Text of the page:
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Old 04-26-2016, 09:12 PM   #21
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I would drastically like more power, but I've had to admit it's best if I don't take things apart anymore. I think I'll probably ride this slow boat (hey that might be a good name) stock the way it is until one of us gives up. Is there a bus name registry around here where I can check that? This was a lucky buy for me in a lot of ways considering I didn't have the benefit of reading the pain of other to learn what to get until several months after my purchase. I liked this brick shape. Got a decent rear end, but stuck with the 545 like so many here. Just dumb luck. I've learned a lot.
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Old 04-26-2016, 09:32 PM   #22
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most engines can be "turned up".. transmission swaps are possible, of course theres usually some fabrication involved and need to handl the issue of which mounting plate adapters you need..

I was reading on here where the allison 5th gen transmissions no longer need an external control box.. simply a throttle position sensor.. if I remember right the 6th gear on a 6 speed 2000 series is a health .61.. your AT545 or MT643 4 speed auto is a 1.00 so you can see thats quite an overdirve.. if you limit it to 5 speed you get .71...
-Christopher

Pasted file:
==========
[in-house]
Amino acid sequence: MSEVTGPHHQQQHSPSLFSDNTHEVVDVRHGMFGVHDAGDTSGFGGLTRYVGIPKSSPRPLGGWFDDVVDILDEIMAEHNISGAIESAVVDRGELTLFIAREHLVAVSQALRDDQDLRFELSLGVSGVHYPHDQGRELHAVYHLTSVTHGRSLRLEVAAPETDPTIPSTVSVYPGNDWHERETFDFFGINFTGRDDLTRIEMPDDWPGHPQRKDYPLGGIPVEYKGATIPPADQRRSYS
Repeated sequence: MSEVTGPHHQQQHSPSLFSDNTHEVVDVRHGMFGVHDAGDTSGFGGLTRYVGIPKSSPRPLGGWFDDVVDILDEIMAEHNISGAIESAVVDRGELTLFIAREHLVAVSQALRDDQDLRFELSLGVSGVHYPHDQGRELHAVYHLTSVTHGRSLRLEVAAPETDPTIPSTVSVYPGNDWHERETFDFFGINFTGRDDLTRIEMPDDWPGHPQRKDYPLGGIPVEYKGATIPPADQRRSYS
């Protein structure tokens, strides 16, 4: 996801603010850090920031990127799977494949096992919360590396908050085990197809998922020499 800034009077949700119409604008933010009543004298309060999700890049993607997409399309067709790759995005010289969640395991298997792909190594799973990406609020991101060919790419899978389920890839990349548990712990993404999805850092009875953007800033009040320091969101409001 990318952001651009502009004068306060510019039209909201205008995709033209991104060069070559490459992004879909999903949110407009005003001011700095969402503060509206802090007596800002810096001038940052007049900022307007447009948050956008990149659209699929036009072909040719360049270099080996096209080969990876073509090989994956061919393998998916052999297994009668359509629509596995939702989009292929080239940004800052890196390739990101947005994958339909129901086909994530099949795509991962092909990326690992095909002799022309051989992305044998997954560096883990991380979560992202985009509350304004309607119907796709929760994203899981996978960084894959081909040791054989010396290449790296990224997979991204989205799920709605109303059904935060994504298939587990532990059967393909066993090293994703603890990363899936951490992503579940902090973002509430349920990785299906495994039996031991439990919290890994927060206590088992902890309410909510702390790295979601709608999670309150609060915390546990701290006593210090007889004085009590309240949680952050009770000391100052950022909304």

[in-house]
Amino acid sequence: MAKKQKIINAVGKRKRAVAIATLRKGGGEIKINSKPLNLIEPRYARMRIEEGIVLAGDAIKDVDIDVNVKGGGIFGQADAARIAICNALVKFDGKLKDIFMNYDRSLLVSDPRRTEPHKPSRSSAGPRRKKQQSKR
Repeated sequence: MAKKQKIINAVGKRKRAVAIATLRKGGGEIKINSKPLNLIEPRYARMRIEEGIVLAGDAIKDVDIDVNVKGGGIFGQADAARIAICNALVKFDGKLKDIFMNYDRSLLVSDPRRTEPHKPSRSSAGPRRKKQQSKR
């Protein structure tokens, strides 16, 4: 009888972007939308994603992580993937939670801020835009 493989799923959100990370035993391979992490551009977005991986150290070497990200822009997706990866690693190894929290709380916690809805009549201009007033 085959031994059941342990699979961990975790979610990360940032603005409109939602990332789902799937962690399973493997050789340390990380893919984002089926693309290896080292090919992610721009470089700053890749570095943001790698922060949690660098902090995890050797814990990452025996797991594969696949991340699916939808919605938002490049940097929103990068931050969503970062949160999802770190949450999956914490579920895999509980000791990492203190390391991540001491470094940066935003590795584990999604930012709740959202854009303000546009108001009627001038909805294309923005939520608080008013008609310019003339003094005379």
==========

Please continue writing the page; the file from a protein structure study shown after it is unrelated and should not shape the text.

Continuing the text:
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Old 04-26-2016, 10:39 PM   #23
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All right. Time for Terminology.

Any "cooler" is a "heat exchanger". It's not an exchange is the sense of a barter transaction. What happens is that heat takes the opportunity to transfer from the hotter place to the colder place.

Engines and transmissions both generate surplus heat. In the engine, most of it comes from combustion, but some also from friction. In the transmission it's all friction, both mechanical and hydraulic.
Excess heat would damage the unit if that heat is not given a way out. For the engine, we put water right smack dab next to the hot metal, and the heat transfers to the water. Now the water becomes too hot. So we put that water right smack dab next to a bunch of outside air -- in the radiator.
The water passages in the engine function as a heat exchanger -- metal to water. Then the radiator does the same -- water-to-air.

We don't use water inside the transmission itself, but we do put water right smack dab next to the hot transmission fluid. On some vehicles this happens inside the bottom tank of the engine's radiator. The transmission fluid runs thru a separate passage -- heat exchanger -- inside the radiator. The heat transfers to the water, and we know the rest.

On other vehicles, the transmission heat exchanger is free-standing. On Millicent, it is a rectangular steel box fastened to the bus frame. Transmission fluid runs thru one passage in that box, and engine water runs thru an other passage thru that box. (The box has four hoses attached.)
Same thing happens... heat transfers from hotter transmission fluid to less hot engine water, and the rest.

You can add a separate radiator to the transmission fluid circuit. But you may not need to, if the engine radiator-and-fan has enough capacity to handle all of the transmission's excess heat.
That's what I discovered when I installed a manual switch on Millicent's (water) radiator fan clutch. (A toggle switch on the dashboard.) By sucking extra air thru the radiator, the water at the bottom of the radiator became colder, AND THAT'S THE WATER THAT GOES THRU THE TRANSMISSION COOLER, whether it is inside that bottom tank or mounted separately. That's the water that the transmission "sees".